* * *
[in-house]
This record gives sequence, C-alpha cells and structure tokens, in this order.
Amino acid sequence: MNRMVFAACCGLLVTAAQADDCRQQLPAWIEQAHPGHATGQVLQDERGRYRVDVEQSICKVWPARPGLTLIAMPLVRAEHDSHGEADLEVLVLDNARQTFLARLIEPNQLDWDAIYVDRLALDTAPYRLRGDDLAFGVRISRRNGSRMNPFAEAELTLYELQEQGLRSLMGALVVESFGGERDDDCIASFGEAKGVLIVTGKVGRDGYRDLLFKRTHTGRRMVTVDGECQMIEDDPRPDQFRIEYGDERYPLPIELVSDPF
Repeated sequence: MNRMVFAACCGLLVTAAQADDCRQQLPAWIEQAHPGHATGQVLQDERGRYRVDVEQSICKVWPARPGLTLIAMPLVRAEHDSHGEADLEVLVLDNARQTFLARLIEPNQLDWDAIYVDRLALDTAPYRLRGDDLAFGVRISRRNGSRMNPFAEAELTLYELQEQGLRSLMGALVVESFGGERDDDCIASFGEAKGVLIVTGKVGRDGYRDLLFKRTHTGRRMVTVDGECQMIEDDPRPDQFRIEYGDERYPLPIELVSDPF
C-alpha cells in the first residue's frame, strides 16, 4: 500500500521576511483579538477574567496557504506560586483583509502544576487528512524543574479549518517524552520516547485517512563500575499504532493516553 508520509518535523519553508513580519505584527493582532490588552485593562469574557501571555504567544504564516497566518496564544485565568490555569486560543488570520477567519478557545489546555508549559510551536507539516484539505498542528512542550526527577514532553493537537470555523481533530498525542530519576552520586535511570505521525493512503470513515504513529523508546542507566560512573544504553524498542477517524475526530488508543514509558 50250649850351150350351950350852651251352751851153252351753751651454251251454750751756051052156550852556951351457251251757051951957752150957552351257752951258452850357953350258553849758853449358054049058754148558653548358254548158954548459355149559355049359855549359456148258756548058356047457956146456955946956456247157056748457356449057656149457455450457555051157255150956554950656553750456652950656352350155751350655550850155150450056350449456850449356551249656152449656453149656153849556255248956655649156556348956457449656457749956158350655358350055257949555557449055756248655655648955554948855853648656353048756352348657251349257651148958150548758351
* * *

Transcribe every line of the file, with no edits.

[in-house]
This record gives sequence, C-alpha cells and structure tokens, in this order.
Amino acid sequence: MNRMVFAACCGLLVTAAQADDCRQQLPAWIEQAHPGHATGQVLQDERGRYRVDVEQSICKVWPARPGLTLIAMPLVRAEHDSHGEADLEVLVLDNARQTFLARLIEPNQLDWDAIYVDRLALDTAPYRLRGDDLAFGVRISRRNGSRMNPFAEAELTLYELQEQGLRSLMGALVVESFGGERDDDCIASFGEAKGVLIVTGKVGRDGYRDLLFKRTHTGRRMVTVDGECQMIEDDPRPDQFRIEYGDERYPLPIELVSDPF
Repeated sequence: MNRMVFAACCGLLVTAAQADDCRQQLPAWIEQAHPGHATGQVLQDERGRYRVDVEQSICKVWPARPGLTLIAMPLVRAEHDSHGEADLEVLVLDNARQTFLARLIEPNQLDWDAIYVDRLALDTAPYRLRGDDLAFGVRISRRNGSRMNPFAEAELTLYELQEQGLRSLMGALVVESFGGERDDDCIASFGEAKGVLIVTGKVGRDGYRDLLFKRTHTGRRMVTVDGECQMIEDDPRPDQFRIEYGDERYPLPIELVSDPF
C-alpha cells in the first residue's frame, strides 16, 4: 500500500521576511483579538477574567496557504506560586483583509502544576487528512524543574479549518517524552520516547485517512563500575499504532493516553 508520509518535523519553508513580519505584527493582532490588552485593562469574557501571555504567544504564516497566518496564544485565568490555569486560543488570520477567519478557545489546555508549559510551536507539516484539505498542528512542550526527577514532553493537537470555523481533530498525542530519576552520586535511570505521525493512503470513515504513529523508546542507566560512573544504553524498542477517524475526530488508543514509558 50250649850351150350351950350852651251352751851153252351753751651454251251454750751756051052156550852556951351457251251757051951957752150957552351257752951258452850357953350258553849758853449358054049058754148558653548358254548158954548459355149559355049359855549359456148258756548058356047457956146456955946956456247157056748457356449057656149457455450457555051157255150956554950656553750456652950656352350155751350655550850155150450056350449456850449356551249656152449656453149656153849556255248956655649156556348956457449656457749956158350655358350055257949555557449055756248655655648955554948855853648656353048756352348657251349257651148958150548758351